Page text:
From the Ground Up - Expectations for the 2013 Corn Crop

Last year the dry weather in much of the corn producing areas of the United States resulted in much lower yields that, in turn, drove grain prices up.

Agricultural Economists are predicting more corn to be planted in 2013 and with a little bit of help from Mother Nature, that could mean good news for livestock producers.

“Coming out of a year like 2012 where we saw record high prices for corn and soybeans, and very high prices for wheat as well, and as a response to that high prices are performing their economic function, and that is to encourage producers to produce more and users to use less.”

Mark Welch is a Texas A&M Agrilife Extension Economist, and he says that world stocks of corn are as tight as they’ve ever been.

“That sets the stage for 2013 of increased production, with anything close to normal weather in the major corn producing areas. We’ll see an increase in quantity demanded, that will come up as well, but typically not as quick or as fast as we see an increase in production, and that will cause an over-supply in the near term, and we would suspect substantially lower prices.”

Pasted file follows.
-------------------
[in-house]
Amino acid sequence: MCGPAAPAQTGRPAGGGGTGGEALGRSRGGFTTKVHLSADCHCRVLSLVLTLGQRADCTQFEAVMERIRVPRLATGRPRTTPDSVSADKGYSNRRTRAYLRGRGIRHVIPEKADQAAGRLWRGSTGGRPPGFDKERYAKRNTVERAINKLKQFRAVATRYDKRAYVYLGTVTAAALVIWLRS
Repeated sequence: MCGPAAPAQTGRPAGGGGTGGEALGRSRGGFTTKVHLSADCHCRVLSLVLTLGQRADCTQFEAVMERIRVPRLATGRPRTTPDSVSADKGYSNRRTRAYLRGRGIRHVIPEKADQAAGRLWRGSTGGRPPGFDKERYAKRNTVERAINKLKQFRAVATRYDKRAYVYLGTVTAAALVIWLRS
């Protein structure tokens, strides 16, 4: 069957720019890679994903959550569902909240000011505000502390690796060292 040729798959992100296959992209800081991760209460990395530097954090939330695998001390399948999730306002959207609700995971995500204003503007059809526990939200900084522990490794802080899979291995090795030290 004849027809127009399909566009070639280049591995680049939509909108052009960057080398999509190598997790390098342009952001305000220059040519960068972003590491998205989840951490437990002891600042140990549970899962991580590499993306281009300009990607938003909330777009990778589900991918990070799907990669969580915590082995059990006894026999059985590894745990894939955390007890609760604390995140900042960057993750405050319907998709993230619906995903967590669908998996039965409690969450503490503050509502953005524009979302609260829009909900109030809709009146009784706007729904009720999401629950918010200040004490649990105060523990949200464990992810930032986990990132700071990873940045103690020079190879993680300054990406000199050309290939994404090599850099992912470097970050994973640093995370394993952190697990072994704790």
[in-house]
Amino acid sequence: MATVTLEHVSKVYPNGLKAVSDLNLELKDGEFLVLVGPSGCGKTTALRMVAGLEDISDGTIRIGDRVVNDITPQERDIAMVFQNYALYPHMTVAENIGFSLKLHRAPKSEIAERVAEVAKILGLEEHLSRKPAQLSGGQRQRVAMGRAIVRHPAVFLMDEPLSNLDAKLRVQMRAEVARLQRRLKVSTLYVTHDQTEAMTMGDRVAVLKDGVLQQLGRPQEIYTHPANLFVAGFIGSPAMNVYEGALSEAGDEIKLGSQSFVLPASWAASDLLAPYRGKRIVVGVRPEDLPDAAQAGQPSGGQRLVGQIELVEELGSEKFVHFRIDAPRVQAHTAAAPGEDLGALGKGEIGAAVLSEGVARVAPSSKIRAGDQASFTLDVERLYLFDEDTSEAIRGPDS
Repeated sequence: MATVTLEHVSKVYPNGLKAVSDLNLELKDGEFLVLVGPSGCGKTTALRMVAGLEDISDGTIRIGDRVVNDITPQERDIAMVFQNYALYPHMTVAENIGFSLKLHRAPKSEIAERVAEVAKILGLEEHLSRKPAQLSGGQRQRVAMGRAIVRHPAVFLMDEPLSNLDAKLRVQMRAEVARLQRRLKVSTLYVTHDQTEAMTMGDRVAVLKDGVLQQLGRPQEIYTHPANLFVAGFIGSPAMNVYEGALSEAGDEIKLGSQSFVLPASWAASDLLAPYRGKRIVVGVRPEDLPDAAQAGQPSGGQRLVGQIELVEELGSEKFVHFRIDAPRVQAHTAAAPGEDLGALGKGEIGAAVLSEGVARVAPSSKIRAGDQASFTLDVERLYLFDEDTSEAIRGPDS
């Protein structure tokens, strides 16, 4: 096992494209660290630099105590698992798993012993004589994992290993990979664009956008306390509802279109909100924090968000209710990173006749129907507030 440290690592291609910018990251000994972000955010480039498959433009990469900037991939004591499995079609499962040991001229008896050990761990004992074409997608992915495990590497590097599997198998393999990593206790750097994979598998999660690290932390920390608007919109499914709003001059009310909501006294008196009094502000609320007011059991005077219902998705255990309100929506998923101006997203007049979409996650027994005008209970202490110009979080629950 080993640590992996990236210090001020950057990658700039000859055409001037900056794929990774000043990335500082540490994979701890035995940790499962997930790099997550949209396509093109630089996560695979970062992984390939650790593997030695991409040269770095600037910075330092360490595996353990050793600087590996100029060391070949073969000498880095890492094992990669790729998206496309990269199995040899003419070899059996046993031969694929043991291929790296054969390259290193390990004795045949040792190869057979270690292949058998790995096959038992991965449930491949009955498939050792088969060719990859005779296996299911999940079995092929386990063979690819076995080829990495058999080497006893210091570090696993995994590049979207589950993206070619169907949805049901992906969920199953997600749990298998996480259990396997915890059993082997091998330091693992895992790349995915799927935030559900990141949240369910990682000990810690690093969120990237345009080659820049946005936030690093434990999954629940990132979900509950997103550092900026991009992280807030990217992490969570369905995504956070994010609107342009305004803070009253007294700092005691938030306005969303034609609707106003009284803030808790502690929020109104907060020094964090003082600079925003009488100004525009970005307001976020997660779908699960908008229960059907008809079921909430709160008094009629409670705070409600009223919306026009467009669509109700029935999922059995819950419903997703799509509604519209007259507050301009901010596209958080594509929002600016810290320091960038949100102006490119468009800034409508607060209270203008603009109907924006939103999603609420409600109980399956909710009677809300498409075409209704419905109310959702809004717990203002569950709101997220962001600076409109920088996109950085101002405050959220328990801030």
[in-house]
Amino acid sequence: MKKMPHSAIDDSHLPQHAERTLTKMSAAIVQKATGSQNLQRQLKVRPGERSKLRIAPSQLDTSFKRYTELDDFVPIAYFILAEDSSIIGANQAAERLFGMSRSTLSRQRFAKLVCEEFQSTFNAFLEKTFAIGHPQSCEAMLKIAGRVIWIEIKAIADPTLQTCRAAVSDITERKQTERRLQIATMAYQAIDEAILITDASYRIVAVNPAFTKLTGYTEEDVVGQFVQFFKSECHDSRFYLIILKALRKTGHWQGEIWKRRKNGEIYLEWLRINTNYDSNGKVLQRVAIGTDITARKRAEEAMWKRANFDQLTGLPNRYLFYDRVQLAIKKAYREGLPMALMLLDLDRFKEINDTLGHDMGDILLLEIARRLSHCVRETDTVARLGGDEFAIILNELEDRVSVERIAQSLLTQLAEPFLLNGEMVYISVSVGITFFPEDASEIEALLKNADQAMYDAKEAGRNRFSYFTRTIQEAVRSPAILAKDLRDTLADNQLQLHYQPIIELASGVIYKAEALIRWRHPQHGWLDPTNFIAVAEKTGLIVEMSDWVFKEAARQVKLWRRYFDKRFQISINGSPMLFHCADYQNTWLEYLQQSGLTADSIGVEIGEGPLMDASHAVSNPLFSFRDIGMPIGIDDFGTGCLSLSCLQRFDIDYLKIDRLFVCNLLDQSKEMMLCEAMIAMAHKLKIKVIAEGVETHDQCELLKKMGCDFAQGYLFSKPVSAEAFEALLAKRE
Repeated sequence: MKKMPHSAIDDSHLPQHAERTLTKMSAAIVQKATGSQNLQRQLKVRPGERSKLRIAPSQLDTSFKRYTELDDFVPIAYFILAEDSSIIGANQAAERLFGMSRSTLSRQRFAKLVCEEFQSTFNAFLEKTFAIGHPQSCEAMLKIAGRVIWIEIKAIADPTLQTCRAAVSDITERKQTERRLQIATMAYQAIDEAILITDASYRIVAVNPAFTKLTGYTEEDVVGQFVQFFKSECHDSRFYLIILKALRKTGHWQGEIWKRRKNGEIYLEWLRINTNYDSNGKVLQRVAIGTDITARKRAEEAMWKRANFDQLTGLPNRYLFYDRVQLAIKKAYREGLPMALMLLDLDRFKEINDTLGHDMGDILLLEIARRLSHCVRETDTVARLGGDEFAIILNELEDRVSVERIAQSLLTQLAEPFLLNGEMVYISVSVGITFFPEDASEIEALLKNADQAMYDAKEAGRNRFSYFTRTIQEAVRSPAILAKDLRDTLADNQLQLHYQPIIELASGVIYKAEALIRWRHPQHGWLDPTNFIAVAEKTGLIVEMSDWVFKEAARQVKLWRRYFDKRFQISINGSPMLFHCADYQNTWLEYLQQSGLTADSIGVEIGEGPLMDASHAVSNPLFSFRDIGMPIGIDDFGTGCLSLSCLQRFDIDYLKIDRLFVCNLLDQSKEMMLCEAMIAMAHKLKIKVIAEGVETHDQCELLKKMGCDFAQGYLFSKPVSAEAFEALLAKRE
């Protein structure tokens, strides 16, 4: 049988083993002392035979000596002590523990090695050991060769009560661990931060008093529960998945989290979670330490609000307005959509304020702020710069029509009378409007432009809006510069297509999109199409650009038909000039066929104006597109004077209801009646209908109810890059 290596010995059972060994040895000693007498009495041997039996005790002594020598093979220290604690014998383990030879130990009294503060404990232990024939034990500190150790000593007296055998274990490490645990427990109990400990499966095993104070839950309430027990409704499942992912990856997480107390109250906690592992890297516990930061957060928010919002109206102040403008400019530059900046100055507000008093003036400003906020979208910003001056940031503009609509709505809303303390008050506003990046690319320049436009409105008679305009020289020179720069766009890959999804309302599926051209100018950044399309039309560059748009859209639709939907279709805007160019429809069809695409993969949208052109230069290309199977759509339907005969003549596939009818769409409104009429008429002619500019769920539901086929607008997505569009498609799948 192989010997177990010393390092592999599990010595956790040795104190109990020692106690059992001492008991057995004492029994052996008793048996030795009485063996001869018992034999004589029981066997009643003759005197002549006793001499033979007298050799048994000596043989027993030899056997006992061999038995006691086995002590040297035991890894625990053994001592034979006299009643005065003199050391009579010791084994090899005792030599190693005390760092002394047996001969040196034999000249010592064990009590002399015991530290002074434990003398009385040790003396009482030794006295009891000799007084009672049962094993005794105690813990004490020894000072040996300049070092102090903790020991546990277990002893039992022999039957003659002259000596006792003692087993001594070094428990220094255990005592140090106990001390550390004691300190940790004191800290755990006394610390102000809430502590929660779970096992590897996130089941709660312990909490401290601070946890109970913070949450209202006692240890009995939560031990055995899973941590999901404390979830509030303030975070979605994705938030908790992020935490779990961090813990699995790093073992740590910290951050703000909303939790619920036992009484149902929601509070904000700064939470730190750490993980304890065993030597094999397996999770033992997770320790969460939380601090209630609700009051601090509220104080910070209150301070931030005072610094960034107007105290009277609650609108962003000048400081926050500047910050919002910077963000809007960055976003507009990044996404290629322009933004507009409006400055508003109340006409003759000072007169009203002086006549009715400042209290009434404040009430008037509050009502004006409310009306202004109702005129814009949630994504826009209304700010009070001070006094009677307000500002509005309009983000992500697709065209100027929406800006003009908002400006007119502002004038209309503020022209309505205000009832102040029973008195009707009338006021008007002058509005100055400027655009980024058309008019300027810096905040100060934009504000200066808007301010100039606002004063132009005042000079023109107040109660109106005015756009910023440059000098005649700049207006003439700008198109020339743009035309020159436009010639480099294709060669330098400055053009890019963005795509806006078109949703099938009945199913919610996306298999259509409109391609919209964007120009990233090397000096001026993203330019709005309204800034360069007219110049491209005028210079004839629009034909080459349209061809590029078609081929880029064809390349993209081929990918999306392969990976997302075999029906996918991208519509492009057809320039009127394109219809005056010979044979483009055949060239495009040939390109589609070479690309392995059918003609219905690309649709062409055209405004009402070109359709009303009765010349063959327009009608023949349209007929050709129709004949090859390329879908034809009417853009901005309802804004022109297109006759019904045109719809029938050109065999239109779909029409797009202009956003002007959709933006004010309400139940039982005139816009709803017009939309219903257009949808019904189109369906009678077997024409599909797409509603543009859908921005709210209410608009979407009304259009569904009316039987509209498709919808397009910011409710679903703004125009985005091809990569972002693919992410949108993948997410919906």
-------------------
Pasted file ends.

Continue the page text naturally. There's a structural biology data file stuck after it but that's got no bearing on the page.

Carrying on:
For the last few years, our nation’s livestock herd has continued to shrink.

“Since 2007, the total livestock herd of the United States, beef, pork, and poultry, has been on the decline as a result of higher grain prices, but more importantly than that, is the amount of grain that we’re feeding to each of those animals. Total numbers are down by about five per cent since 2007. Grain per animal is down eighteen per cent. So we have lower numbers and less grain per animal.”

In an effort to survive the high grain prices, livestock producers had to use genetics and alternative nutritional technologies.

“If we see lower grain prices in 2013, with anywhere near normal production, those efficiencies that they’ve been able to achieve, they’re not going to give those back right away and that will enable perhaps some degree of profit margin, if our livestock producers then can take advantage of lower grain costs.”

I’m Kailey Carey, looking at Brazos Valley agriculture, From The Ground Up.


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